Over the past few years, there has been growing concern among the public about the ad-based monetization system that funds most content on the internet. Most people understand that their web activity is used to determine the ads they see, but it's become clear that online advertisers have a lot of data on consumers with little oversight on how it's being used. As they are often a target for criticism when it comes to privacy, Facebook has made many reforms in recent months to ease concerns. In an email sent out last week, Facebook said they will allow for first-party cookies to be used with the Facebook Pixel starting later this month.

Let's start by answering the question most people had when they saw this email, "What is a first-party cookie?" In general, a cookie is a file created by a website that has anonymous information about the visitor that can be used for a variety of purposes. For example, a cookie can be used to remember a visitor's favorite items on the site or it can be used to save data that is used to serve relevant ads. What makes a first-party cookie different from traditional third-party cookies is that the website creates the cookie itself and has full control over the data collected and how it's used.

Since first-party cookies give the website owner more control over the data their site collects and how it's used, they have become a popular choice for some sites. This is especially true for sites dealing with GDPR regulations which require owners to have more control over the data a site collects and to account for how it's been used. So allowing first-party cookies is more about Facebook adapting to this change in the technology and legal landscape than anything else.

In an email that went out to current pixel users, Facebook wrote, "On October 24, Facebook will begin offering businesses a first-party cookie option with the Facebook pixel. This change is in line with updates made by other online platforms, as use of first-party cookies for ads and site analytics is becoming the preferred approach by some browsers."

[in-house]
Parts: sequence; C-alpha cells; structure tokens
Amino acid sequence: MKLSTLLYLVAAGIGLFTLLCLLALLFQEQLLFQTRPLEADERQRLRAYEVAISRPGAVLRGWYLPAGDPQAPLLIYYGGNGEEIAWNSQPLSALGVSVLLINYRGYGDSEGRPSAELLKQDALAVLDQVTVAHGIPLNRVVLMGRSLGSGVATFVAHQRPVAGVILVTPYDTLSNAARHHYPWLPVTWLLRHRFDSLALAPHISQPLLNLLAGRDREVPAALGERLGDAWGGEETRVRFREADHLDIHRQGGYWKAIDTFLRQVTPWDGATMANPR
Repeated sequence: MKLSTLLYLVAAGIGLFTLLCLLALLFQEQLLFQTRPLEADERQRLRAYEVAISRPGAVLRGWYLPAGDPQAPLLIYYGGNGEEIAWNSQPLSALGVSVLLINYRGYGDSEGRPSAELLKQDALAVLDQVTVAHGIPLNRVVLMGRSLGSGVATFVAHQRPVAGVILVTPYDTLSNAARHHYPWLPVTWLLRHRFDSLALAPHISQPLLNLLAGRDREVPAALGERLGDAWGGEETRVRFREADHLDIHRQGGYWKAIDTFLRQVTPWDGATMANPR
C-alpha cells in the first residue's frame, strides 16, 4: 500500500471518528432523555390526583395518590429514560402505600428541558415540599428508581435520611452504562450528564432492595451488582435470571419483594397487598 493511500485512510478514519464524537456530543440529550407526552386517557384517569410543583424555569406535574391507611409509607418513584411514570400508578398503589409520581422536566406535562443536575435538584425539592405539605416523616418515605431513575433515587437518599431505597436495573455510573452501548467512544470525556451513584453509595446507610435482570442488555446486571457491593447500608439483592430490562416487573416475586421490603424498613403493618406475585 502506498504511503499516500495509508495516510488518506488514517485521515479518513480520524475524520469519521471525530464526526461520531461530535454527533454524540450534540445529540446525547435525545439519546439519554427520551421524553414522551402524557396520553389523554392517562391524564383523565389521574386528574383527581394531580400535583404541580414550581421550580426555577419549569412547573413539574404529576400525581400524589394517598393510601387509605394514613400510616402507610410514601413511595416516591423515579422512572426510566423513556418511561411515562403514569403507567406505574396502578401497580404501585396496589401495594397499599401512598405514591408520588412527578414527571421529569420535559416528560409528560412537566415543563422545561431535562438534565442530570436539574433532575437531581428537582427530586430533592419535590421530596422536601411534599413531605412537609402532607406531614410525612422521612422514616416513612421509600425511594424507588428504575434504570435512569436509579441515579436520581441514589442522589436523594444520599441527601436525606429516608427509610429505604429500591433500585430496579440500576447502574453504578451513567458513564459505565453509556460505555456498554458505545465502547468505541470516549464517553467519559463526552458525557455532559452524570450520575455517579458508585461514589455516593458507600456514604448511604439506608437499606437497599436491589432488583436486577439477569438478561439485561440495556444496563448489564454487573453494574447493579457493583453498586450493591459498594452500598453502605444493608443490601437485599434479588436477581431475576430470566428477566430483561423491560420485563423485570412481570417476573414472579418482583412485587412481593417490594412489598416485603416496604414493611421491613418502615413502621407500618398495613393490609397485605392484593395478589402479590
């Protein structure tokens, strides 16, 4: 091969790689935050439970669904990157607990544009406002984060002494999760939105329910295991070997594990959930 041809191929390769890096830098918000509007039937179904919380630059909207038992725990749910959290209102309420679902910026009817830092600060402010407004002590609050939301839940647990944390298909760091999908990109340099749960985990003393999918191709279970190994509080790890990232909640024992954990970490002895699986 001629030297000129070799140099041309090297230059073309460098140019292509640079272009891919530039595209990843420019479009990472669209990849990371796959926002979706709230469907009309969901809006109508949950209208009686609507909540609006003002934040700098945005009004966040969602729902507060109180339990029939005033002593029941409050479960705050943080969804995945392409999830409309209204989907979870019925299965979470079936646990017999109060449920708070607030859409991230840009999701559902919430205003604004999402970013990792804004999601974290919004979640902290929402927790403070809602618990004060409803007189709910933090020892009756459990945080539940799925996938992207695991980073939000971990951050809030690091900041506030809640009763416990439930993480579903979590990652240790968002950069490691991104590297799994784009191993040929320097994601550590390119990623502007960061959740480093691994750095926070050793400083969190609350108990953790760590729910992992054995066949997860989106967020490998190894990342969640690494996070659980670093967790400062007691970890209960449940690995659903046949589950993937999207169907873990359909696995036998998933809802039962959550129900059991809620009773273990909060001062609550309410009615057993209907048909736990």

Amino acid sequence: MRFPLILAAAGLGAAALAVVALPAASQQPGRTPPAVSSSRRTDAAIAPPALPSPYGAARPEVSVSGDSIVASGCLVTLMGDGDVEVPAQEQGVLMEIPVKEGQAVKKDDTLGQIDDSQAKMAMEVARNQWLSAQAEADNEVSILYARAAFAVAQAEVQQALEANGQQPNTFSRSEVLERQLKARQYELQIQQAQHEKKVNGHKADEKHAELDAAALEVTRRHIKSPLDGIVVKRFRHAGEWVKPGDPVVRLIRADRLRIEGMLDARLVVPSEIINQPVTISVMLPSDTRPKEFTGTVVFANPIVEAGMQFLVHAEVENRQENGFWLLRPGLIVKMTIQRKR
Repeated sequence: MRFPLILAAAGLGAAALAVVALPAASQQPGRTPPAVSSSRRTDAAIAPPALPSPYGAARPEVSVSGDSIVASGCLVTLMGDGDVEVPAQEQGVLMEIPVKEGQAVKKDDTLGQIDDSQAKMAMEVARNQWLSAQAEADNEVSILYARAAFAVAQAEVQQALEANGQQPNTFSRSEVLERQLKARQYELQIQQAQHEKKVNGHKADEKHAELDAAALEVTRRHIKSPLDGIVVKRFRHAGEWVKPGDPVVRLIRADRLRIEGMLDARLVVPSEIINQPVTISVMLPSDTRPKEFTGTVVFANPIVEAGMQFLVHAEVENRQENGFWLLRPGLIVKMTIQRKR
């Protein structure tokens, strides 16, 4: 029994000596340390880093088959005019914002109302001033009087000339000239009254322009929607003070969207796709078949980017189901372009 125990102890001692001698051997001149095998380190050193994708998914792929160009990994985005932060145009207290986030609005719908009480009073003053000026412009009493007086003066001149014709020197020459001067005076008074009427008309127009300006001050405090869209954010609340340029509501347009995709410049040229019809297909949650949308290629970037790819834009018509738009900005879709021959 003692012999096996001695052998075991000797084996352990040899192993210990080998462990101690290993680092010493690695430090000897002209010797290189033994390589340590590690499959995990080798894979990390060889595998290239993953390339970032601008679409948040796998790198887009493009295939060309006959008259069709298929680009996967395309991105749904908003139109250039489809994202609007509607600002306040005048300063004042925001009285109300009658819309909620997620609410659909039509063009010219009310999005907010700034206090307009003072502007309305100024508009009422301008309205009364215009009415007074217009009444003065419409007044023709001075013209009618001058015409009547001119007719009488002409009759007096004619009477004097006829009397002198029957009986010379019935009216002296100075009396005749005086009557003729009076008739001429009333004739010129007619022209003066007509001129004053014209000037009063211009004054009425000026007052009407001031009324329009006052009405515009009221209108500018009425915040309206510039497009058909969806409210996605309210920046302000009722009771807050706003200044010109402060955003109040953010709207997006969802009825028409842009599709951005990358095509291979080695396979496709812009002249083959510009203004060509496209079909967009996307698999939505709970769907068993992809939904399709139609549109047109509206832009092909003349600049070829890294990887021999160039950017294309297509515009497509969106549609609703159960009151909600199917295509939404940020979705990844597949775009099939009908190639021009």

Up until now, Facebook has used its pixel, which itself is powered by data from third-party cookies, for website analytics, ad targeting, and ad measurement. Over the past year, the Facebook Pixel has lost access to some of the third-parties that provided it with data. This is why many ad targeting demographics were removed recently. By allowing for custom built first-party cookies, this new option will also help advertisers, publishers, and developers continue to get accurate analytics about traffic to their websites.

For consumers, the change won't have a noticeable effect on their Facebook experience. For example, the controls people have over ads on Facebook in Ads Preferences will not change. And even when using first-party cookies, Facebook's Business Tools Terms will still require businesses to clearly disclose how they use cookies and share data collected on their sites with third parties.

This announcement from Facebook is either great news or meaningless depending on how and where a particular website operates. For example, a site that relies on ad traffic needs to have cookies and they may switch to a first-party cookie for one reason or another. For this user, Facebook's change means they can use their first-party cookie along with the Facebook Ad Manager which can lead to better Facebook Ad results and metric measurements. On the other end of the spectrum, many websites for businesses that provide a service don't use cookies except for the Facebook Pixel and Google Analytics code. There's no reason for these websites to build their own cookie since they're using the Facebook and/or Google cookie which are always up on industry standards, making them safe bets to stick with.

To learn more about recent changes to Facebook, read this article on Facebook's plan to add fact-checking to photos and videos.